We had half a cup of whipping cream to use up, and I suggested this dish – which we call “poblano quiche” despite its lack of a crust – and D thought that would be great. Amidst all the grilling for lunch, I added in the poblano to the grill, as described below. I set aside perhaps 1/3 of the peeled, seeded pepper for later use, and cut the rest into chunks 1 cm or so on a side. I grated 1 oz of Monterey Jack into each of two ramekins/casuelitas (these are 4″ in diameter), and topped with the pepper chunks. I measured the 1/2 cup cream in a 2 cup glass measuring cup, then broke two eggs into it and added 1/4 tsp salt and whisked to blend completely, then poured the liquid over the cheese and peppers. Meanwhile I had boiled up some water, which I poured around the ramekins in their baking dish. These cooked about 35 minutes (I checked at 30) at 350 degrees. They are SO tasty!
I decided to whip up a small version of panzanella when I noticed, several days ago (first panzanella, actually) that there were two pieces of defrosted bread that D had neither included in the panzanella nor given to us to eat with dinner. These pieces constituted about a half of a sandwich roll, I think from Bread Workshop, that had been previously left over for some reason, and frozen. After a day or two, I had cut this bread into large dice and left these out to dry thoroughly, and this is the bread I used. I toasted it for a couple of minutes at 400 in our toaster oven, basically watching to see when it started to get golden spots. It was probably about 1 1/2 cups of bread dice, total. More than 1 cup, less than two.
At lunchtime, I cooked up two long (10″?) Japanese eggplants that really wanted eating – we bought them at the farmers’ market a week ago, ostensibly for a panzanella, but then D wanted to make a more classic one, so there they sat, getting worrisomely soft. This afternoon, I cut each of them into four lengthwise slices, perhaps 1/4 to 1/3 inch thick, brushed them with olive oil, salted and peppered both sides, and grilled over medium heat on our range grill until they seemed done to me. Several minutes on a side, IIRC. One of these eggplants I sliced into long strips, then cut crosswise into chunks for the panzanella. The other we had for lunch. I ended up slicing tiny bits off several teensy Odoriko tomatoes from the Bowl to taste them, passing each one (including one that was entirely soft) and cutting them up and adding them to the bread and eggplant chunks. It looked like not enough tomato, so I cut up half, then the rest, too, of one of the remaining two “stem-on” tomatoes from the Bowl. None of these actually tastes like a tomato, so we can only imagine how good this will be in August. I made a dressing, starting with half, then realizing I should make more, based more or less on the Weber recipe for this salad. 2 Tbsp olive oil, 2 tsp balsamic vinegar, one tiny clove or garlic, minced, 1/4 tsp dried oregano (made the dressing more than an hour in advance so this could rehydrate) ** salt and several grinds of pepper. I remembered the missing basil late in the process, and D volunteered to get a couple of leaves from our healthy plant out back. Four leaves, that is, and I stemmed them and cut into a chiffonade b/c I thought I should. Mixed it in.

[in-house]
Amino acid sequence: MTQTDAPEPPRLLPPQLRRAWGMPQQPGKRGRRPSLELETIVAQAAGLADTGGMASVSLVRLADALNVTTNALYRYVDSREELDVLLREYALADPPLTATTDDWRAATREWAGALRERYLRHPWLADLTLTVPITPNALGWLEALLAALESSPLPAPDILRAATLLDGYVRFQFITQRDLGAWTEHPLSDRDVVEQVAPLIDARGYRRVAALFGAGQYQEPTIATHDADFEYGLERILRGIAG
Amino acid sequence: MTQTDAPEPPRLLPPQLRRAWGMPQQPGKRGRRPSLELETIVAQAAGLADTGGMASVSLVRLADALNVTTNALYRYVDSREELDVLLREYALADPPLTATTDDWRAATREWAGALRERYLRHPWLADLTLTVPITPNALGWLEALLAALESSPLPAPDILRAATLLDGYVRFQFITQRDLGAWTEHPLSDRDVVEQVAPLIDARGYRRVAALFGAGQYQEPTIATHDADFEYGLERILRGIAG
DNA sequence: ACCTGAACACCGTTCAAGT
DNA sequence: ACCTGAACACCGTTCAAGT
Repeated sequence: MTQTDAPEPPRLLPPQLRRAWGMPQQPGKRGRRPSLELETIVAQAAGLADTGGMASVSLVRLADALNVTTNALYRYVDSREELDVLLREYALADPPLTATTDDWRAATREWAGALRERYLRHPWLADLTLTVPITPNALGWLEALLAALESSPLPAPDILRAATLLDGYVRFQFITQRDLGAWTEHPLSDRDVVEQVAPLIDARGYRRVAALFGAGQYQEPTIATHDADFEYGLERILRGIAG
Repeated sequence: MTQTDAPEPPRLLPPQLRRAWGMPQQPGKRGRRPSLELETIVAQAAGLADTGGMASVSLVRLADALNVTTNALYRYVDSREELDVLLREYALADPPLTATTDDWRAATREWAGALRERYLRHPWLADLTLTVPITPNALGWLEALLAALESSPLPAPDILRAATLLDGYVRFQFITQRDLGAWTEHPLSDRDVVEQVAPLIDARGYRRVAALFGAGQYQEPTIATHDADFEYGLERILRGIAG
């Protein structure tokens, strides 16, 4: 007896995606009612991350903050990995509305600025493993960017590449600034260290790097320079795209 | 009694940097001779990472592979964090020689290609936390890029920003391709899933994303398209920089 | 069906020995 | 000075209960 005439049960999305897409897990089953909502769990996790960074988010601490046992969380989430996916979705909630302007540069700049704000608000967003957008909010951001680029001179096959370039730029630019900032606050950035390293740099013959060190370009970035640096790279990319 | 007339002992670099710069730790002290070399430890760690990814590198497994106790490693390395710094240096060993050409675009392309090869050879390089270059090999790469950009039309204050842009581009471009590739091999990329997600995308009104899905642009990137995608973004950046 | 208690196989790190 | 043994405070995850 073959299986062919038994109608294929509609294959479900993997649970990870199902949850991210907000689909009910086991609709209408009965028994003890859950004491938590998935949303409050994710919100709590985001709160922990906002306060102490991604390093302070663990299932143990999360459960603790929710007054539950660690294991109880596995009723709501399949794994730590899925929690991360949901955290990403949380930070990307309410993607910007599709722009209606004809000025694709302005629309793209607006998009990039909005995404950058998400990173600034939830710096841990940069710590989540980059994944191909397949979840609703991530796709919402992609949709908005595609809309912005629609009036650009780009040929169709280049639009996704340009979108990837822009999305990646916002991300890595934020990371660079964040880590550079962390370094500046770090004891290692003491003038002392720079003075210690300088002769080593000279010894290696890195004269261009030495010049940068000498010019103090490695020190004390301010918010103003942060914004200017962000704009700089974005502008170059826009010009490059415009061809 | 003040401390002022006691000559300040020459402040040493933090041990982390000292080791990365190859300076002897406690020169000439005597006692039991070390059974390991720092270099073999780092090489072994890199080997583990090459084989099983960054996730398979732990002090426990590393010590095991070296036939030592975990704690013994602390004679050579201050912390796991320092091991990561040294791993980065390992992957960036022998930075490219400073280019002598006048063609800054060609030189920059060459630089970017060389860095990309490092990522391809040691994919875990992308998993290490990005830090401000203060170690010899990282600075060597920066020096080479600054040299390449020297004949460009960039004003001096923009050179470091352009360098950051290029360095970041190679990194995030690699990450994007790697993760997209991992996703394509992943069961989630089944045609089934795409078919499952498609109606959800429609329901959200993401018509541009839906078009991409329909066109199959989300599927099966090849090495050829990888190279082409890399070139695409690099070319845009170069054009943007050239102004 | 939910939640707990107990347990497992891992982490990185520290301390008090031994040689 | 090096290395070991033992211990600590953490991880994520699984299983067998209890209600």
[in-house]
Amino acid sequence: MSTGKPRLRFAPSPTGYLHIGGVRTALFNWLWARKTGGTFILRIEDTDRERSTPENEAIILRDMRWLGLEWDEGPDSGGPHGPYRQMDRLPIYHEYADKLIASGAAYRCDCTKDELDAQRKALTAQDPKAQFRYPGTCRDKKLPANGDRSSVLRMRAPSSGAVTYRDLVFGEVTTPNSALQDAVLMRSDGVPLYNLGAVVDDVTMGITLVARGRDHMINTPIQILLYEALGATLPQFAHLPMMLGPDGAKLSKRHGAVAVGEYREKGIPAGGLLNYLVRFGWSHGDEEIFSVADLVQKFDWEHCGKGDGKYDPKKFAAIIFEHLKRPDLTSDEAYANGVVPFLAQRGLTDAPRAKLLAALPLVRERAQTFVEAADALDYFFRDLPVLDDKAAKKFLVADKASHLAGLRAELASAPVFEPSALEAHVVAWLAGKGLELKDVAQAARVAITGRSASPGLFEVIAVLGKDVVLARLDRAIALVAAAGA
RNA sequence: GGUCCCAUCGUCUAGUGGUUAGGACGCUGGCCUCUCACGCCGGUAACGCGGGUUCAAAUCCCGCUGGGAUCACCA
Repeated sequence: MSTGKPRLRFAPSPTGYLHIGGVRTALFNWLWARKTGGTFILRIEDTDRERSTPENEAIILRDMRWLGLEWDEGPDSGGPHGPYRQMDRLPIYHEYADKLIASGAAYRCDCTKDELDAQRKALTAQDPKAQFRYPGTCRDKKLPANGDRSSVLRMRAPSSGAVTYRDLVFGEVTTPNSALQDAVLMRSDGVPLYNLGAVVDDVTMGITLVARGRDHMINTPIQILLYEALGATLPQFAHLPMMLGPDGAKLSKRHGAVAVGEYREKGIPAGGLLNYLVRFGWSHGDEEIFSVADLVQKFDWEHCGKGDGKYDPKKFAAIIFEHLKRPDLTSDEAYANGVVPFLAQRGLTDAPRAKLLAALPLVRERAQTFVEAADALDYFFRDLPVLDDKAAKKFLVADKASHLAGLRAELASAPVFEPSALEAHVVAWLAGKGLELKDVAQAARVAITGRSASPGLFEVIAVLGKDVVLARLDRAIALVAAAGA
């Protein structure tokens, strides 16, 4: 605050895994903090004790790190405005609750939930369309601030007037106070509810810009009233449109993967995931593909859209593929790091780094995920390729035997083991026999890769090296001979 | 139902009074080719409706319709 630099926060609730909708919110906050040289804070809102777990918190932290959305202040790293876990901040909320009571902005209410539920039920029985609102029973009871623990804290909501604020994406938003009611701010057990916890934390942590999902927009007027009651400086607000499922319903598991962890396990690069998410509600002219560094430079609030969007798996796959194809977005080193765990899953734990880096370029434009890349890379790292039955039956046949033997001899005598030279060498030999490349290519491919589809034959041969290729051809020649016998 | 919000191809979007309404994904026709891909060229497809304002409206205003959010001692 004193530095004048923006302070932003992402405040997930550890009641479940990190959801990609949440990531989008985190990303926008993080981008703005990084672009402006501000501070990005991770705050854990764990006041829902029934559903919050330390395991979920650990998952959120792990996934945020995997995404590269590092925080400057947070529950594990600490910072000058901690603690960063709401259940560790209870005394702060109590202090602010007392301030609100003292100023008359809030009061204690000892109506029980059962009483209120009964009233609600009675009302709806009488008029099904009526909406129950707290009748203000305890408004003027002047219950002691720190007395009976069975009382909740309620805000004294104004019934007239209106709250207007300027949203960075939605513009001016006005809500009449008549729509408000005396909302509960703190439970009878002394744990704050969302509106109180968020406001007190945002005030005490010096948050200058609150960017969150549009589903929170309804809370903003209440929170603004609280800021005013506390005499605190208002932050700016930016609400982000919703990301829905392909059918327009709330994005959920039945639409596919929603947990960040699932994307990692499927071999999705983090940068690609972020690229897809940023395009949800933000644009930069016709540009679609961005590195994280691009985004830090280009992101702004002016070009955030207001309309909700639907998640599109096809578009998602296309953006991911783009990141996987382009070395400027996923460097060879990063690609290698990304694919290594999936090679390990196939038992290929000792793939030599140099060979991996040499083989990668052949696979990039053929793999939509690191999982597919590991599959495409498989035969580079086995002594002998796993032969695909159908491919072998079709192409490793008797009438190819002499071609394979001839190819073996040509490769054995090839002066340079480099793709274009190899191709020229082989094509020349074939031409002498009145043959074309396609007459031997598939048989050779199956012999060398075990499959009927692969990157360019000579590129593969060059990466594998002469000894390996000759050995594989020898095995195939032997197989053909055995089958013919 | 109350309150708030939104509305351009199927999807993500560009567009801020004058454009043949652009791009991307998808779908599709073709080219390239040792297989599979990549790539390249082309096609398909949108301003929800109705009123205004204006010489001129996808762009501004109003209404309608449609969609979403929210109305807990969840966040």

I started the grilling episode by putting my poblano on the grill. I let it cook on three sides, then finally the top, for a decreasing number of minutes per side, then encased it in a heat-proof container for quite awhile [minimum=15 minutes – far exceeded that] then peeled and seeded it, set perhaps 1/3 of it aside for a future meal and cut the rest into chunks.
D brought up a “tester” wine we’d gotten at Wine Mine, a Spanish red called “16” from Valencia. On the back it says “Celler del Roure / Setze Gallets – 2011”. I thought it was really good, and for $11, it seems to me as though we should go ahead and buy a couple more.
Lunch: [This ends the “meatless/vegetarian” part of our program…]
Already talked about grilling the eggplant. I also split one of our three remaining spring onions, brushed with oil, salted and peppered, and broiled on medium several minutes on a side till done. Same with the last paddle of the nopales. These, with one of the Japanese eggplants, were the veggies for lunch. We also split a chicken sandwich, made with leftover grilled chicken from the 22nd, on the new Acme Sweet Batard D went and bought while I was grilling (see photo in the Dinner section, where I had too much text…), with romaine and mayonnaise on it. Delicious sandwich! We have a couple hunks of chicken still left. The sandwich was the best part, but overall it was an excellent lunch.